1 It's a fact. A story isn't much of a story without characters. What would the literary world be without Pippi Longstocking, Captain Nemo, Wilbur the Pig and Charlotte the Spider, Nancy Drew, Ichabod Crane, Tom Sawyer and Huckleberry Finn, Dorothy Gail from Kansas, and countless others? Think about the books you have read. Who is your favorite character, and what is the title of the book or series in which that character is featured?
2 I'm going to let you in on a little secret. Sh-h-h-h! Don't tell anyone I told you this, but a character is often a combination of several people whom an author knows! The author may have borrowed Sally's looks, Kate's personality, Trevor's talent, and Keisha's odd habit of wearing polka-dot nail polish. Sometimes an author includes something of his or herself in the character. This is smart thinking for beginning (and even advanced) writers. If the character comes totally from the author's imagination, it may be flat–stereotypical–or too much like the author! If an author bases a character on a single real person, that person would have legal grounds for a lawsuit. Create a character from a mishmash of real people, and none of them will recognize themselves in the story; the author will be safe.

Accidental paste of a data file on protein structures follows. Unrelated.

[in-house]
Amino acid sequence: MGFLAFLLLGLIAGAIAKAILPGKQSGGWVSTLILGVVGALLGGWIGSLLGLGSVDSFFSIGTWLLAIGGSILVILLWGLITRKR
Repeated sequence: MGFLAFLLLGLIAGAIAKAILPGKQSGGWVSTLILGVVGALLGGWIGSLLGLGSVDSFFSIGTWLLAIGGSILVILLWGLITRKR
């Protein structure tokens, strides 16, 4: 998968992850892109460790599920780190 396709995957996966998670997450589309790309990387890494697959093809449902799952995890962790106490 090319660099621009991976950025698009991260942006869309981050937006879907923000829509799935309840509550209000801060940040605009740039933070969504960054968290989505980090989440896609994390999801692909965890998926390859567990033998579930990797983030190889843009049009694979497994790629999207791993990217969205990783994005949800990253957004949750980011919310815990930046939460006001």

3 Of course, you should never name a fictional character after anyone you know personally. That's a big no-no. (If you pick names that belong to people you do not know, you are safe. They wouldn't be able to convince a judge that your intention was to embarrass them.) Choose your character's name carefully. The sound of a name can influence the character's personality and the reader's attitude regarding the character. A wimpy character might be named Percy, while a tough guy could be called Jake. If a baby name book is available, thumb through it and discover the variety of names listed. You will find the meanings of names as well, which can be useful in your search for a good name for your character.